Cargill Inc., the largest U.S. beef processor, will idle a Texas processing plant after the size of the cattle herd fell to a 60-year low and years of drought increased feed costs. Cattle futures dropped.
The Plainview plant will stop operations at the close of business on Feb. 1 to reduce the strain on the company’s beef business, John Keating, president of Cargill Beef in Wichita, Kansas, said today in a statement. The plant employs 2,000 people and those affected by the closing will get help finding jobs elsewhere, Minneapolis-based Cargill said in the statement.
“Given the overcapacity that exists with four major beef plants in the Texas Panhandle and a dwindling supply of cattle in the region, idling Plainview will allow Cargill to operate its other beef plants in Texas, Colorado and Kansas more consistently on a five-day-per-week basis,” Keating said.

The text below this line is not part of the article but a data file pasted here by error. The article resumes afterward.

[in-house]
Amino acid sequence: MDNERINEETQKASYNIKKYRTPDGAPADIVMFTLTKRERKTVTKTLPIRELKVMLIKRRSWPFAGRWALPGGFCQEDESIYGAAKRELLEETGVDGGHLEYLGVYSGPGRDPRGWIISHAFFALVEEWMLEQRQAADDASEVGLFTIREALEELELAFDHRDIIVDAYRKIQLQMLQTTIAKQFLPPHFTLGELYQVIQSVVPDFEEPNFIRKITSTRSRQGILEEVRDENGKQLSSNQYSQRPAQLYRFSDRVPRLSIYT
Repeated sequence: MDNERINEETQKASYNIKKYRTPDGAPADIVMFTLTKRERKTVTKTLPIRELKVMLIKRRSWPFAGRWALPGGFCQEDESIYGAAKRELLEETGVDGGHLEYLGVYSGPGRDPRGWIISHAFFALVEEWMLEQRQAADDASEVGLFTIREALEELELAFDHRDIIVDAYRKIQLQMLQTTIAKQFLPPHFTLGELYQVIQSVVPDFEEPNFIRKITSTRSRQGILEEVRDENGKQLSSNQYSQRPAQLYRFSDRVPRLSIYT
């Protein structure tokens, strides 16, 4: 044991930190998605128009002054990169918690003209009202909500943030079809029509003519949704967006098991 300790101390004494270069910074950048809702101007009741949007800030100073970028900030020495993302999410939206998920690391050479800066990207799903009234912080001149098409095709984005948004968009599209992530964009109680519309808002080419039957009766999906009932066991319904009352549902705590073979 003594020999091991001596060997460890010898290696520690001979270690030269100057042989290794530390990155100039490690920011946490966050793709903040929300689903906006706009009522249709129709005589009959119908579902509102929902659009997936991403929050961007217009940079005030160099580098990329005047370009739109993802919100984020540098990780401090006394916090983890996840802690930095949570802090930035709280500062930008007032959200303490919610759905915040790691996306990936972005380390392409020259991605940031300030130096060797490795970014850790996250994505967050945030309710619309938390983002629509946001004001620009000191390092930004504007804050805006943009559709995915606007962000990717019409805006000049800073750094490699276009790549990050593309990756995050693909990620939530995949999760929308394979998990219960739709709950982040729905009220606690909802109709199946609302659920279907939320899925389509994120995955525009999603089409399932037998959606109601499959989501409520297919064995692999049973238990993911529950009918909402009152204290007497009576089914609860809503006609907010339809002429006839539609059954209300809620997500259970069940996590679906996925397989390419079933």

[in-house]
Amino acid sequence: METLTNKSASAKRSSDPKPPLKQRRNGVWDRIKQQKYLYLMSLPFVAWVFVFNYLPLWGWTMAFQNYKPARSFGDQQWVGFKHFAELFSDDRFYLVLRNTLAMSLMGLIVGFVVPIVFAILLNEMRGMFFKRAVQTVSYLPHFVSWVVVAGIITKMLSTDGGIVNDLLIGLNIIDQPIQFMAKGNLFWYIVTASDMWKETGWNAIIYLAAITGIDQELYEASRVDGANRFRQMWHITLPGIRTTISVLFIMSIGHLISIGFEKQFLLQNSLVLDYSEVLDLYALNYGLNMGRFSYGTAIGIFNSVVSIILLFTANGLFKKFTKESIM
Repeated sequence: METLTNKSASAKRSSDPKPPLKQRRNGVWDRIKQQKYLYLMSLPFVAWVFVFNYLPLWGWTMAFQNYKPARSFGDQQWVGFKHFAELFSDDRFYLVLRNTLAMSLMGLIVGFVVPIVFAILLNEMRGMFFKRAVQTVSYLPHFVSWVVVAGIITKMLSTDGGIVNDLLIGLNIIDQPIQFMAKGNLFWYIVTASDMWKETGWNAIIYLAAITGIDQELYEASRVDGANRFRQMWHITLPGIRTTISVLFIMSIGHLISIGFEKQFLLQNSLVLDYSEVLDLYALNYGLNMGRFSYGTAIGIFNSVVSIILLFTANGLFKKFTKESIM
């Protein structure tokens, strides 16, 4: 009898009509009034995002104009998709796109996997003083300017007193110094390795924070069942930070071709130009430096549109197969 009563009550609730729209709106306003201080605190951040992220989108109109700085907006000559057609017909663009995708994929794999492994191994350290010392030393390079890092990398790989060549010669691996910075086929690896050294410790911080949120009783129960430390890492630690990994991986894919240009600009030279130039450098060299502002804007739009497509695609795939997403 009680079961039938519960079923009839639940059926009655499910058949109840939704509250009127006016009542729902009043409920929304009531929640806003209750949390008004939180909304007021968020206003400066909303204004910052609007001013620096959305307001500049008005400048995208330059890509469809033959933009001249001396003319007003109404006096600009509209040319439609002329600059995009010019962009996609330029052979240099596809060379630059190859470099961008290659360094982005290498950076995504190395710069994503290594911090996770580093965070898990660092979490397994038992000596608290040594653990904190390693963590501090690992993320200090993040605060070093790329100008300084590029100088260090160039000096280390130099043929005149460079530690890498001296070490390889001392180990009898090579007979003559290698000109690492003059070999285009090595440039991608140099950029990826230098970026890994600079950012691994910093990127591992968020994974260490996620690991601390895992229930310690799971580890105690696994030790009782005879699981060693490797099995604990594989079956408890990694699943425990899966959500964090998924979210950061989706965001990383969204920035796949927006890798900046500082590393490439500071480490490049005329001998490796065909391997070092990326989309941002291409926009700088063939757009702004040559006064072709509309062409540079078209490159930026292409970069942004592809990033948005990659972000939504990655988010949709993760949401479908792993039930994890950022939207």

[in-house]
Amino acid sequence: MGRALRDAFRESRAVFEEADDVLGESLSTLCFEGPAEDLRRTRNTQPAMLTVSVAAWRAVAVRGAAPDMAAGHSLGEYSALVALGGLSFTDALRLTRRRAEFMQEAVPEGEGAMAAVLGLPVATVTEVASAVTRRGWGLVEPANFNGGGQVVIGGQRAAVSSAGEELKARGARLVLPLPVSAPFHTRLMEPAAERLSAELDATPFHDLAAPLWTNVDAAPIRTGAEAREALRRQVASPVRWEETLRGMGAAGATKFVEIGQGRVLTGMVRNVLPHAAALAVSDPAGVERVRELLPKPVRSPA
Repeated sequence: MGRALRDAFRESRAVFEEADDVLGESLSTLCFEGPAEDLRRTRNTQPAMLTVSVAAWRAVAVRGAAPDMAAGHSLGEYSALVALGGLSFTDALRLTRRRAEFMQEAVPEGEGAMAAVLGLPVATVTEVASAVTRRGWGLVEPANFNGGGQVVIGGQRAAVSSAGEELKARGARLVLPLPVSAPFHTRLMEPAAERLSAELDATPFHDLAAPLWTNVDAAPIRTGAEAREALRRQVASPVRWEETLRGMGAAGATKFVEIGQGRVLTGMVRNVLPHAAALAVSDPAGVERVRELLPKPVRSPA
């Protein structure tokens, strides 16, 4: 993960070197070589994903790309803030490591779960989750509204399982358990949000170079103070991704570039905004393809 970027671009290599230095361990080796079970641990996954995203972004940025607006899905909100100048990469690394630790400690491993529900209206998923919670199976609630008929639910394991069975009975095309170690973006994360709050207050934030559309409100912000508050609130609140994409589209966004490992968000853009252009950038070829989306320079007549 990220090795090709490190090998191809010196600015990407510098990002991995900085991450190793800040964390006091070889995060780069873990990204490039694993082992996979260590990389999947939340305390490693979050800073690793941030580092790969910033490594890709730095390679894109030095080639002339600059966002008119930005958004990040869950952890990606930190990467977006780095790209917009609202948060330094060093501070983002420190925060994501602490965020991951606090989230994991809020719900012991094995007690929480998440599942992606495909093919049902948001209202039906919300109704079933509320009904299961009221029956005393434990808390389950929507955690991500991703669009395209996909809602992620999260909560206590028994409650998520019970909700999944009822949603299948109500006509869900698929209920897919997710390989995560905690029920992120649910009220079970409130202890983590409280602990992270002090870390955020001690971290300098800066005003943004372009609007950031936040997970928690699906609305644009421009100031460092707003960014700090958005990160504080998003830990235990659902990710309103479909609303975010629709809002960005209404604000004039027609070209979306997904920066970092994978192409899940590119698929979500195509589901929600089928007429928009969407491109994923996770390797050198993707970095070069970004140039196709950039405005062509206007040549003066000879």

The U.S. beef-packing industry has 10%-15% excess capacity, with the highest level in the Southern Plains where Plainview is located, said David Nelson, an agricultural global strategist for Rabobank. Herd liquidation intensified in that region during the 2011 drought, he said.
“The industry does need to rationalize capacity to match up to lower cattle supply,” Nelson said in a telephone interview today. Idling the Plainview plant will help Cargill “alleviate that situation,” he said.
Cattle futures for April delivery fell by the 3-cent exchange limit to $1.297 a pound earlier today on the Chicago Mercantile Exchange, while feeder-cattle futures for March settlement declined by the 3-cent exchange limit as well.
Cargill’s remaining beef-cattle processing plants in Texas, Kansas and Colorado will receive cattle destined for Plainview, according to the statement. Cargill beef facilities in California, Wisconsin, Pennsylvania and Nebraska and two plants in Canada are unaffected.